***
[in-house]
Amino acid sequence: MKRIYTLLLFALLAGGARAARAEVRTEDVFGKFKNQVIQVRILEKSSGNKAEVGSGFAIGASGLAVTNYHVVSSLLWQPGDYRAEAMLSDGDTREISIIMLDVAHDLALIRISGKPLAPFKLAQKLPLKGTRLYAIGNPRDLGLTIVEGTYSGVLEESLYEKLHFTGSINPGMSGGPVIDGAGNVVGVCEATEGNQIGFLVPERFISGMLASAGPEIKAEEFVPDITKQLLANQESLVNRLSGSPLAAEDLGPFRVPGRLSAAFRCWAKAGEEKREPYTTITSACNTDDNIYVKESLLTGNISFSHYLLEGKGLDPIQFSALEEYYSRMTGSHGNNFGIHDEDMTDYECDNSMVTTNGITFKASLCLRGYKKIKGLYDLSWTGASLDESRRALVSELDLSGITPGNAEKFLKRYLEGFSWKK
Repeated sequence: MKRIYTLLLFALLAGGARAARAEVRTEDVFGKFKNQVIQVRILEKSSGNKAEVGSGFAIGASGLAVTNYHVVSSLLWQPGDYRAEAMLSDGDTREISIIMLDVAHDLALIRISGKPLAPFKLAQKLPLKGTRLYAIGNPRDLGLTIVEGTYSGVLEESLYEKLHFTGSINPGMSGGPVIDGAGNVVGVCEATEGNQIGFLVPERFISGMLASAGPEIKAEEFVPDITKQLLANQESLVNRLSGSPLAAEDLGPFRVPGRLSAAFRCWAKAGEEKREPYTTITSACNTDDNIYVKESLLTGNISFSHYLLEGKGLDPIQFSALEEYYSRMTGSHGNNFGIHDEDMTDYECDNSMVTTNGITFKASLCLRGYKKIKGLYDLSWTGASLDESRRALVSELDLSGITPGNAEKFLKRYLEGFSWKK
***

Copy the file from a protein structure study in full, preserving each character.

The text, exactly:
[in-house]
Amino acid sequence: MKRIYTLLLFALLAGGARAARAEVRTEDVFGKFKNQVIQVRILEKSSGNKAEVGSGFAIGASGLAVTNYHVVSSLLWQPGDYRAEAMLSDGDTREISIIMLDVAHDLALIRISGKPLAPFKLAQKLPLKGTRLYAIGNPRDLGLTIVEGTYSGVLEESLYEKLHFTGSINPGMSGGPVIDGAGNVVGVCEATEGNQIGFLVPERFISGMLASAGPEIKAEEFVPDITKQLLANQESLVNRLSGSPLAAEDLGPFRVPGRLSAAFRCWAKAGEEKREPYTTITSACNTDDNIYVKESLLTGNISFSHYLLEGKGLDPIQFSALEEYYSRMTGSHGNNFGIHDEDMTDYECDNSMVTTNGITFKASLCLRGYKKIKGLYDLSWTGASLDESRRALVSELDLSGITPGNAEKFLKRYLEGFSWKK
Repeated sequence: MKRIYTLLLFALLAGGARAARAEVRTEDVFGKFKNQVIQVRILEKSSGNKAEVGSGFAIGASGLAVTNYHVVSSLLWQPGDYRAEAMLSDGDTREISIIMLDVAHDLALIRISGKPLAPFKLAQKLPLKGTRLYAIGNPRDLGLTIVEGTYSGVLEESLYEKLHFTGSINPGMSGGPVIDGAGNVVGVCEATEGNQIGFLVPERFISGMLASAGPEIKAEEFVPDITKQLLANQESLVNRLSGSPLAAEDLGPFRVPGRLSAAFRCWAKAGEEKREPYTTITSACNTDDNIYVKESLLTGNISFSHYLLEGKGLDPIQFSALEEYYSRMTGSHGNNFGIHDEDMTDYECDNSMVTTNGITFKASLCLRGYKKIKGLYDLSWTGASLDESRRALVSELDLSGITPGNAEKFLKRYLEGFSWKK